Achilles, Greek Warrior had a Twin Brother: The story of Fred

Achilles, Greek Warrior had a Twin Brother: The story of Fred

I attended a conference this past week where I delivered a talk. Actually, I delivered a talk on one topic and led a workshop on a different topic. While they both went well, they reminded me of Achilles’ twin brother, Fred.

Now, you might remember that Achilles from Greek mythology. Arguably one of the bravest of warriors, and a favorite of the Gods. You may remember this mythology nugget from 6th Grade, or from Brad Pitt’s (awful) rendition of Achilles from the movie “Troy” that had ladies’ hearts a-flutter. Son of Thetis, who was herself admired by both Zeus and Poseidon, he was prophesied to be greater than his father, Peleus.

To protect her son from her jealous husband, Thetis dipped Achilles in the river Styx to make him immortal. Only his heel, by which she held at the river’s edge was left untouched by the waters of the Styx. Achilles went on to be a great warrior, leading legions into battle before being struck down by an arrow to the heel, his one vulnerable spot.

Achilles’ twin brother Fred was a little different. Fred had the same origin story except for the last bit. He didn’t do the “leading legions” part. When he learned that his heel was vulnerable, that he wasn’t perfectly protected and was vulnerable, Fred decided that he had to wait. He decided that to properly lead, he should wait until he figured out how to protect himself 100%. Until he was completely prepared, he needed to wait to step forward.

I felt a little like Fred this week. I love leading from the front of the room, but I don’t often lead workshops. I am energized by the participants, love their questions and am grateful for their heartfelt shares. I know I can create value and I’m good in front of the room. I’m an extrovert’s-extrovert. The feedback I receive is consistently positive, and people are always generous with their comments. I know I deliver real value. But again, I don’t lead from the front of the room that often.

Fred knows he is a leader as well, capable of greatness.

So what’s the deal? Why am I not doing that kind of work more often? Leading would grow my brand, deliver more value and maybe open doors to possibilities that I can’t see right now. The truth is, for the longest time I thought my offerings weren’t good enough. I lived under the impression that I didn’t deliver enough content, and the work wasn’t impactful enough.

Fred understands my perspective, he thinks I should work on getting it “better”.

I was always trying to add more to the content, more quantity, and more value. But it never seemed enough. I spent so much time worrying about delivering “valuable content” and “making a profound difference” that I hesitated to share my work. I was effectively choosing the safety a “perfection” I could never achieve over “solid and deliverable” which I already had.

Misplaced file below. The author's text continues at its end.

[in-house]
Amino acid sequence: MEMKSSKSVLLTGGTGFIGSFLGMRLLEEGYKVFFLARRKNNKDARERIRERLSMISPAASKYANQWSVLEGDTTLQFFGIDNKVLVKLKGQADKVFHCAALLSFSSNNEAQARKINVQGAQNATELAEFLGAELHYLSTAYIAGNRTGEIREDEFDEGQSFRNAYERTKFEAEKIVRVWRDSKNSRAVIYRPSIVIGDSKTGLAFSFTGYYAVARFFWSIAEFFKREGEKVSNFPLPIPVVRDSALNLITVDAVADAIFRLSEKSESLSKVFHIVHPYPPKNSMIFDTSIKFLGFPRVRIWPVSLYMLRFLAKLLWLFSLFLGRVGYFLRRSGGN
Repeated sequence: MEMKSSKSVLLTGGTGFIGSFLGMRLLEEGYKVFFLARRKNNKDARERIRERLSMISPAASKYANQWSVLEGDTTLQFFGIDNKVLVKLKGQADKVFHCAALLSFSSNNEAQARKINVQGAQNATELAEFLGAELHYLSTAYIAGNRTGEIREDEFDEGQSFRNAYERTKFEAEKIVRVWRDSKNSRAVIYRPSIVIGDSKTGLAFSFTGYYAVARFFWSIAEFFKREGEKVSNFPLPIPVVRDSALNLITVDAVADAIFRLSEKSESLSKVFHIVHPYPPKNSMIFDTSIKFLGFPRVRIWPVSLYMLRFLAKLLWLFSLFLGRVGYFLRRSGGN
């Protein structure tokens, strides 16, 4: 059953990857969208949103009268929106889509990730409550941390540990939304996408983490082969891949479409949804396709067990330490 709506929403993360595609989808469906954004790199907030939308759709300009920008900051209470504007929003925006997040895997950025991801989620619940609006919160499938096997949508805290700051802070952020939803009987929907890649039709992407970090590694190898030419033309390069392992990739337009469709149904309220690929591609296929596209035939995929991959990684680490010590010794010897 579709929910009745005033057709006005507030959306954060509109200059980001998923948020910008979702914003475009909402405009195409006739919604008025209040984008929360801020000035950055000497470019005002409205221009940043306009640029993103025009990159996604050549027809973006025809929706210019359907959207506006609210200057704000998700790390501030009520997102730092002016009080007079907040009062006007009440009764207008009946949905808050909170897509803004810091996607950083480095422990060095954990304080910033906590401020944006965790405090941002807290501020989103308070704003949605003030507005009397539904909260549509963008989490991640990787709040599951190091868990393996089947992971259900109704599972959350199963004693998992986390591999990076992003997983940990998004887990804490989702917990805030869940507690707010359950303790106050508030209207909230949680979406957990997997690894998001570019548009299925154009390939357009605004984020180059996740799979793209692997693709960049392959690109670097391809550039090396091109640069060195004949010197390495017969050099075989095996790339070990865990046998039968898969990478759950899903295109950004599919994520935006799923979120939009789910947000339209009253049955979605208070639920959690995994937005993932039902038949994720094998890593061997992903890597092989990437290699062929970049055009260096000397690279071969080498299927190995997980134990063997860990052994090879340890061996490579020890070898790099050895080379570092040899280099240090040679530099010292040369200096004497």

Fred waits as well. He doesn’t feel he can lead until he has it “all figured out.” Being a leader wasn’t enough unless you are perfect.

By waiting for perfection I deny myself the gift of making a difference for others and deny others the value that I bring to the table. I’m kinda angry about it, truthfully. And you should be too.

Fred’s legions wait for him to lead as well. They wait leaderless, neither being lead nor helping Fred become the leader he could be.

Also missing for me is connecting with others, laughter, ideas, spontaneity, power. All of these things are missing because of my willingness to choose the safety of “not good enough” over showing up and delivering the thing I ALREADY KNOW how to do.

Fred suggests it’s much safer over here. It may not be what he wants, but the safety of a predictable future is better than an unpredictable future with the possibility of amazing results.

We all have value to bring to the table. We can make a difference in so many places when we put our energy and time forward in service of others. When we get brave and share ourselves, extraordinary things happen. Unpredictable magic happens. Things we had no idea are possible to emerge. You can contribute in SO MANY WAYS. And you don’t need to learn anything new, be better at anything or perform. You can just lean in where it would make the biggest difference for you in your life or the biggest difference for others.

It’s time to lead your legions.

You can contribute as a leader at work, share your passion for travel through a blog, make a video series about lego-building, host talks about gardening at your local library, or entertain friends to discuss local hikes at home over coffee. You can call your friend who’s having a problem with his plumbing because you know something about it. You can pick up a friend or acquaintance at the airport. When you lean forward and contribute, you can make someone’s day. And if you’re lucky, you might just change their lives.

When you wait for perfection you deny yourself the gift of contributing. When we contribute, so many things can happen. You can ease someone’s load, remind them they’re not all on their own in this world, make them smile, or partner with them to share a burden that feels too heavy. No amount of “safely holding yourself back” is worth the cost of missing that experience.

It’s time to tell Achilles to get off the couch and get back into the work.

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